Unique family support programme ‘keeps families together’ in Wales

The integrated family support services programme is unique to Wales and has so far supported more than 350 families

Dedicated social care team to be scrapped
IFSS teams are helping families make positive changes. Credit: Burger/Phanie/Rex (posed by models)

A Welsh service providing support to vulnerable families with complex needs is keeping children out of care, according to deputy minister for social services Gwenda Thomas.

The integrated family support services (IFSS) programme is unique to Wales and was rolled out earlier this year. It has so far supported more than 350 families by providing targeted support and helping to connect children’s and adults services.

The service is designed to work with families to make positive changes when their children are at risk of being moved into care or put on a child protection plan. Factors for referring a family to an integrated family support team include substance misuse, domestic violence, abuse or mental health issues.

A recent evaluation of the programme discovered the practice had been used effectively. Families were found to feel significantly more confident in their ability to manage their own problems and challenges, and felt motivated to do so. They also better understood the causes of some of their issues and had seen a partial or full resolving of problems they had faced. However the evaluation also noted that the teams had been less successful with families who lead ‘chaotic’ lives, saying it struggled to motivate these chaotic families to want to turn things around.

Thomas said: “Evidence shows that early intervention in families with complex issues leads to better outcomes for those families and their children.

“IFSS is aimed at families who are primarily referred due to parental alcohol and substance misuse but is also designed to help with other problems that co-exist such as domestic violence or mental health.”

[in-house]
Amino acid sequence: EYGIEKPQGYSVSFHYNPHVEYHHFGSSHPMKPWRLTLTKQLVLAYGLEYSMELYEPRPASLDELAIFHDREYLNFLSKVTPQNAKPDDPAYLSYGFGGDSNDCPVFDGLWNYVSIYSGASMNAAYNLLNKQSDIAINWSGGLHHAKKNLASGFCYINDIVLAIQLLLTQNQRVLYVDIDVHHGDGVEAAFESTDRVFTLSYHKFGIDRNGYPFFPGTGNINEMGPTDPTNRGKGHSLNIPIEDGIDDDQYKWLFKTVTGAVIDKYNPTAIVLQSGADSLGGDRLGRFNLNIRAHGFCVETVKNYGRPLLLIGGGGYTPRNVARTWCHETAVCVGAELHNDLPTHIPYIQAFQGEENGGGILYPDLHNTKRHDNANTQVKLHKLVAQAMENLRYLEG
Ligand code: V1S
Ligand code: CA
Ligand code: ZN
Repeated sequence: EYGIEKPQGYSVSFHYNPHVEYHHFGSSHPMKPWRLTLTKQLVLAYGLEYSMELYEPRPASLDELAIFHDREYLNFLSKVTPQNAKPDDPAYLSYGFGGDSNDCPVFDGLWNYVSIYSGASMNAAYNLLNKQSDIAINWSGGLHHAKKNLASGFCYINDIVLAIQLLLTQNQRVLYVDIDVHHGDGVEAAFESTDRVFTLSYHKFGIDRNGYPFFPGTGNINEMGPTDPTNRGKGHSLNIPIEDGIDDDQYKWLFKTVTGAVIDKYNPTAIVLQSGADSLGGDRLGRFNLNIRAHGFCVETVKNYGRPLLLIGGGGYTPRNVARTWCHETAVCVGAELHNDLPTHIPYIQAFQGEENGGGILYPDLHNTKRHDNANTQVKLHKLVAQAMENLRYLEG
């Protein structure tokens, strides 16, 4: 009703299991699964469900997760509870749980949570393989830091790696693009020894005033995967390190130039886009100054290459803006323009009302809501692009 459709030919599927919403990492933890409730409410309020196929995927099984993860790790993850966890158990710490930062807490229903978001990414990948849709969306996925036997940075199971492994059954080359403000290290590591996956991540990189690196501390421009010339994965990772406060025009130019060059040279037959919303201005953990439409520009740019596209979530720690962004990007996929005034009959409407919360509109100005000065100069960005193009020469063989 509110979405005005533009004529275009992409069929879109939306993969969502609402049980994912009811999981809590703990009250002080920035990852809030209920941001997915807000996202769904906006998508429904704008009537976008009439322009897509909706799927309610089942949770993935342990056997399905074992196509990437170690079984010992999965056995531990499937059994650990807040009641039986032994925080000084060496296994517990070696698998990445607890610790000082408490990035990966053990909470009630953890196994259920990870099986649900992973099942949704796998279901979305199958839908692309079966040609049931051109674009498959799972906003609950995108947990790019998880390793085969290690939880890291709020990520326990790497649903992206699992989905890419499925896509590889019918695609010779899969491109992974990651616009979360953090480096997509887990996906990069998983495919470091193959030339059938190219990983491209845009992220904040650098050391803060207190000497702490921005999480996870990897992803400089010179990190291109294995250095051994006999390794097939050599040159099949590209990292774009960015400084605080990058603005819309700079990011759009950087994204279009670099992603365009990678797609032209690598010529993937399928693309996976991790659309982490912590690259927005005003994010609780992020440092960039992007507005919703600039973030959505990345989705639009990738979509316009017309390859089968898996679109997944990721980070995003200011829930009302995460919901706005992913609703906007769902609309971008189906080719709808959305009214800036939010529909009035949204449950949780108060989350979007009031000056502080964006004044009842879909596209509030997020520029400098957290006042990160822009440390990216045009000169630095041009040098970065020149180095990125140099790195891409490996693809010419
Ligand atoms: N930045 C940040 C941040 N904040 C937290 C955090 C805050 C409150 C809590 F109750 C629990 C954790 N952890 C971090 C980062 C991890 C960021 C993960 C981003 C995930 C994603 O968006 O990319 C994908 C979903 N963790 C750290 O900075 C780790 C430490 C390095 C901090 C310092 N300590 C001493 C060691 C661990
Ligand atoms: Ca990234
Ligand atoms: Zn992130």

The programme was given £4.5m from the Welsh government for the continued delivery of the service across wales in 2014/15.

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3 Responses to Unique family support programme ‘keeps families together’ in Wales

  1. Jazz August 22, 2014 at 10:25 pm #

    Well done Wales! Not surprising as it’s where the welfare state started …

  2. Hilary Searing August 27, 2014 at 10:34 am #

    The approach seems similar to the Family Drug and Alcohol Court (FDAC) in England pioneered by retired Judge Nicholas Crichton – but does not need the expensive resource of Judges. It shows that a problem-solving approach can work when social workers have the skills in child protection planning and core group working and use their authority effectively. This way of working is desperately needed with mothers who might be involved in repeat care cases to see if they can be helped to change.

    However, for some reason this excellent programme does not get the publicity that the FDAC gets – probably because it is not based in London?

  3. Najma Iman August 27, 2014 at 1:57 pm #

    Birmingham have had an Integrated Family Support Service since September 2011 the work that Family Support are doing is exactly as outlined above. Although the recent Ofsted report for Birmingham still came out as Unsatisfactory the report did highlight the good work of the Family Support Teams. More emphasis up and down the country needs to be given to Early Intervention Teams so this work is recognised as the way forward in supporting families. Well done Wales in getting your work showcased!